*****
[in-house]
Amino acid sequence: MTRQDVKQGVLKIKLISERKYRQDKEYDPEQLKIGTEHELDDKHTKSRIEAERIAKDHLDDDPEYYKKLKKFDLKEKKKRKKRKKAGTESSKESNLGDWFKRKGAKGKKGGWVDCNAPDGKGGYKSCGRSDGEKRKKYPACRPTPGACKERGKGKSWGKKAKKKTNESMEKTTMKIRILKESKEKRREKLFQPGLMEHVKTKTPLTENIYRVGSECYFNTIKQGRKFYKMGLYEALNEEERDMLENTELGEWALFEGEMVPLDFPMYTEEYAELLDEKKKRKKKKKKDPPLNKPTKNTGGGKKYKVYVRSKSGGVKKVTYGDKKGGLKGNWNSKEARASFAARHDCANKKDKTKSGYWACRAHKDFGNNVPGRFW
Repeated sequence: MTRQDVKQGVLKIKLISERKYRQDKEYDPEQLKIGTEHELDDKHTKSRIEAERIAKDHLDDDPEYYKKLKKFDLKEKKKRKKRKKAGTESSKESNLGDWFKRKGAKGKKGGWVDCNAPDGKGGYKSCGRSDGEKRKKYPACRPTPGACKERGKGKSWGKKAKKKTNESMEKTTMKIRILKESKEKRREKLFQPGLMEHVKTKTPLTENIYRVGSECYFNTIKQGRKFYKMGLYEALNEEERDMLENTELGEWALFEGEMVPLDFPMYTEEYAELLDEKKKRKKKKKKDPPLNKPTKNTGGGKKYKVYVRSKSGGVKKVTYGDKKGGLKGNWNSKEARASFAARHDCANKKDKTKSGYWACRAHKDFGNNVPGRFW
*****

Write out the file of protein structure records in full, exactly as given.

[in-house]
Amino acid sequence: MTRQDVKQGVLKIKLISERKYRQDKEYDPEQLKIGTEHELDDKHTKSRIEAERIAKDHLDDDPEYYKKLKKFDLKEKKKRKKRKKAGTESSKESNLGDWFKRKGAKGKKGGWVDCNAPDGKGGYKSCGRSDGEKRKKYPACRPTPGACKERGKGKSWGKKAKKKTNESMEKTTMKIRILKESKEKRREKLFQPGLMEHVKTKTPLTENIYRVGSECYFNTIKQGRKFYKMGLYEALNEEERDMLENTELGEWALFEGEMVPLDFPMYTEEYAELLDEKKKRKKKKKKDPPLNKPTKNTGGGKKYKVYVRSKSGGVKKVTYGDKKGGLKGNWNSKEARASFAARHDCANKKDKTKSGYWACRAHKDFGNNVPGRFW
Repeated sequence: MTRQDVKQGVLKIKLISERKYRQDKEYDPEQLKIGTEHELDDKHTKSRIEAERIAKDHLDDDPEYYKKLKKFDLKEKKKRKKRKKAGTESSKESNLGDWFKRKGAKGKKGGWVDCNAPDGKGGYKSCGRSDGEKRKKYPACRPTPGACKERGKGKSWGKKAKKKTNESMEKTTMKIRILKESKEKRREKLFQPGLMEHVKTKTPLTENIYRVGSECYFNTIKQGRKFYKMGLYEALNEEERDMLENTELGEWALFEGEMVPLDFPMYTEEYAELLDEKKKRKKKKKKDPPLNKPTKNTGGGKKYKVYVRSKSGGVKKVTYGDKKGGLKGNWNSKEARASFAARHDCANKKDKTKSGYWACRAHKDFGNNVPGRFW